This article was published on May 2, 2011

How news of Osama bin Laden’s death broke online

How news of Osama bin Laden’s death broke online
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Former CEO of The Next Web. A fan of startups, entrepreneurship, getting things done faster, penning the occasional blog post, taking photos Former CEO of The Next Web. A fan of startups, entrepreneurship, getting things done faster, penning the occasional blog post, taking photos, designing, listening to good music and making lurrrve.

Once again social media makes the news for breaking the news.

This morning, President Obama announced that Osama bin Laden had been killed and captured. Fascinatingly it was on Twitter, some time earlier, that first rumors of Bin Laden’s death first circulated.

It was an announcement on twitter at 9:45 p.m. PST on Sunday from Dan Pfeiffer, the White House communications director, that initially brought light to the fact that major news was to be announced.

“POTUS to address the nation tonight at 10:30 PM Eastern Time.” (POTUS being the President of the United States)

No one was aware that the address would be to announce the death of Osama bin Laden, but, according to the NY Times, Washington reporters were immediately speculating that the announcement may be about bin Laden.

40 minutes later, at 10:25 p.m, Keith Urbahn, chief of staff to former Secretary of Defense Donald Rumsfeld, tweeted:

“So I’m told by a reputable person they have killed Osama bin Laden. Hot damn.”

Just like that, the news spread like wildfire across the twittersphere and of course on to Facebook, causing a bigger spike in the US than the Royal Wedding on Friday.

At this point Obama was still writing his speech.

It wasn’t officially confirmed by traditional media until 20 minutes later and President Obama didn’t speak until 11:35.

What makes this all the more interesting is that it has been reported that even before it had been speculated that Osama bin Laden had been killed in this mission, two twitter users were describing the raid as it happened.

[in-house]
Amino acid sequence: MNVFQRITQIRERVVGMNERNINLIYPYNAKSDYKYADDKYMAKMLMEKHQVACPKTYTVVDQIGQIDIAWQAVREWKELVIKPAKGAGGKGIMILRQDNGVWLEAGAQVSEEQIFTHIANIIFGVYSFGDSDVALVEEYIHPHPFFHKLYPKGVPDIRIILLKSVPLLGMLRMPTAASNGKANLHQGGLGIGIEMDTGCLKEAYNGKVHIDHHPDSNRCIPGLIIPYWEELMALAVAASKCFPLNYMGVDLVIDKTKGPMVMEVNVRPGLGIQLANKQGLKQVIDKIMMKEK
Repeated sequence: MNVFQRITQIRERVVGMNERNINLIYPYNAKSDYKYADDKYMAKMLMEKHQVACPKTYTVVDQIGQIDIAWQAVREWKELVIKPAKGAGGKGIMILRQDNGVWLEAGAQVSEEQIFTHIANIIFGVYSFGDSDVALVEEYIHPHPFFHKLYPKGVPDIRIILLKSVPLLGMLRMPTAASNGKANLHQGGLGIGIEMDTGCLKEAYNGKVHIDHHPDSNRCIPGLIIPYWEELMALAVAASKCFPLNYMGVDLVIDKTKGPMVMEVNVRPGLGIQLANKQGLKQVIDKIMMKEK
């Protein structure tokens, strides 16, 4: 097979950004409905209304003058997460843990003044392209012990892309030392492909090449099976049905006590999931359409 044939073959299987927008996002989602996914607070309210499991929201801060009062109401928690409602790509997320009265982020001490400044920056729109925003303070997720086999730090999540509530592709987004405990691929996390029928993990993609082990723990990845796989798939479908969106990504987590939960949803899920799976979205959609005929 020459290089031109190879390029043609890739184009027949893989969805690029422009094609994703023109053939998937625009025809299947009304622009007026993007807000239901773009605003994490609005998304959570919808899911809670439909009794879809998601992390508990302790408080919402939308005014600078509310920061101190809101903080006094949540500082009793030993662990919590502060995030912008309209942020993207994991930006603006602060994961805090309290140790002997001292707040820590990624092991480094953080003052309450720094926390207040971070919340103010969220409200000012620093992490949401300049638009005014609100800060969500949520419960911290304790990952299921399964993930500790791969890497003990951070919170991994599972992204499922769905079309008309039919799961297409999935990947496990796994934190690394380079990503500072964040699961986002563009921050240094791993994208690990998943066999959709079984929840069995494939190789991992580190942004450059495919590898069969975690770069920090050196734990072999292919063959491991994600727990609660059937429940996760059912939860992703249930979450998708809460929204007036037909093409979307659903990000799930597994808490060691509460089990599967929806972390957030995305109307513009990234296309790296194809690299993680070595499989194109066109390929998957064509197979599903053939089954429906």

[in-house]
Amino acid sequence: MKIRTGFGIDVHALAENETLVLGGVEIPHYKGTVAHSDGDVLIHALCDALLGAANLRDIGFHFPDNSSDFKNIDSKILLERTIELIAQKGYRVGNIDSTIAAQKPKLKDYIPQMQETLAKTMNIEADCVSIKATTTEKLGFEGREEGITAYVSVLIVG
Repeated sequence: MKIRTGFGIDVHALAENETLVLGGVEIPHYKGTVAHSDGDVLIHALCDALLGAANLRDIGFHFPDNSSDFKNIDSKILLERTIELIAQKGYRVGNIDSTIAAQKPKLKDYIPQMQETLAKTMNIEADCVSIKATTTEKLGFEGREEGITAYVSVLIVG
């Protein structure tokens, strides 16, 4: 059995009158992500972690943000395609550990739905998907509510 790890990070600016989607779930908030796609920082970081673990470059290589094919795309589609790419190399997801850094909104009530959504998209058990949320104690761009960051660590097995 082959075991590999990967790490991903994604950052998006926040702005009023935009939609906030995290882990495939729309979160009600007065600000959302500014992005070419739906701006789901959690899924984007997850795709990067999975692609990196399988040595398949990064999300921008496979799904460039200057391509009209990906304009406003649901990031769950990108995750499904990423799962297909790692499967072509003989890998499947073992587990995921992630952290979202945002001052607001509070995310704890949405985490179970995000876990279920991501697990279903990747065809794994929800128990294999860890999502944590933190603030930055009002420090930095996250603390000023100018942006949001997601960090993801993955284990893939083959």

One, Sohaib Athar, unaware of the significance, tweeted about the raid from Abbottabad, Pakistan  – a stream of his updates can be found here.

Another user Mohcin Shah also tweeted the raid from his own standing point.

“Seems something nasty happening in #Abbottabad, God save us.”

Since the announcement, a number of online tools have been put to good use as a way to amuse and educate.

For example, a Google Maps user has pinpointed the exact location where Osama had been killed. Many however are claiming it to be false as it’s the same spot that comes up when simply searching for Abbottabad in Google Maps. Nevertheless, this hasn’t stopped Google Maps users from leaving reviews of the premises. One particularly funny one:

Tools like Storify are being used to re-enact the various tweets and messages that brought the news to light and a Tumblr has already been created to highlight the more amusing updates on his death.

Less amusing is a picture (NSFW) circulating of bin Laden with a gun shot wound to his head. Viral news tracking service Buzzfeed (NSFW) debunks the claim by saying the photo has in fact been circulating since 2009 – MSNBC goes into further detail.

The Internet and more specifically social media’s role in news discovery is hugely significant but it is crucial we remember the countless incidents where Social Media has failed us and rumors of a person’s death have proven to be untrue. Social Media is a wonderfully powerful tool but with ‘power’ (arguably) distributed equally among its users, scepticism until proven true by trusted sources is essential.

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